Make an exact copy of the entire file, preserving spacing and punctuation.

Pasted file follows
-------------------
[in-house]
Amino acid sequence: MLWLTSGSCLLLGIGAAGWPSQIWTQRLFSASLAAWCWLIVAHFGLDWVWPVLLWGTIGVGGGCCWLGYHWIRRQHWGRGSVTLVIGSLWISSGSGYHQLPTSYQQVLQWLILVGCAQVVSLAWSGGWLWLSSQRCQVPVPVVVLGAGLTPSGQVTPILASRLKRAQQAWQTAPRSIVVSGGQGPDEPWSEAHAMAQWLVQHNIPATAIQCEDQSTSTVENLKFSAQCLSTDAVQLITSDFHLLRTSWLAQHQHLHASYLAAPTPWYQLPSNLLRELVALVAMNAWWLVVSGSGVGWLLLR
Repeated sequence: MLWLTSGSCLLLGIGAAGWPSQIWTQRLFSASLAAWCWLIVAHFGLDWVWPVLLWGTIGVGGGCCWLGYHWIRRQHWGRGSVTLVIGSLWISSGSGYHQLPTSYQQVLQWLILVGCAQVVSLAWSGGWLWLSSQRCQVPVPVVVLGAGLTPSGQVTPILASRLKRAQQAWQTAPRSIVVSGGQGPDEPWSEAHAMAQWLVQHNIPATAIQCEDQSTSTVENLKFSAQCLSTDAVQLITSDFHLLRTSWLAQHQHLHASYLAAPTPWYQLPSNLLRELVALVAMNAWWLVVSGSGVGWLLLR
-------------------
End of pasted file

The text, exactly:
[in-house]
Amino acid sequence: MLWLTSGSCLLLGIGAAGWPSQIWTQRLFSASLAAWCWLIVAHFGLDWVWPVLLWGTIGVGGGCCWLGYHWIRRQHWGRGSVTLVIGSLWISSGSGYHQLPTSYQQVLQWLILVGCAQVVSLAWSGGWLWLSSQRCQVPVPVVVLGAGLTPSGQVTPILASRLKRAQQAWQTAPRSIVVSGGQGPDEPWSEAHAMAQWLVQHNIPATAIQCEDQSTSTVENLKFSAQCLSTDAVQLITSDFHLLRTSWLAQHQHLHASYLAAPTPWYQLPSNLLRELVALVAMNAWWLVVSGSGVGWLLLR
Repeated sequence: MLWLTSGSCLLLGIGAAGWPSQIWTQRLFSASLAAWCWLIVAHFGLDWVWPVLLWGTIGVGGGCCWLGYHWIRRQHWGRGSVTLVIGSLWISSGSGYHQLPTSYQQVLQWLILVGCAQVVSLAWSGGWLWLSSQRCQVPVPVVVLGAGLTPSGQVTPILASRLKRAQQAWQTAPRSIVVSGGQGPDEPWSEAHAMAQWLVQHNIPATAIQCEDQSTSTVENLKFSAQCLSTDAVQLITSDFHLLRTSWLAQHQHLHASYLAAPTPWYQLPSNLLRELVALVAMNAWWLVVSGSGVGWLLLR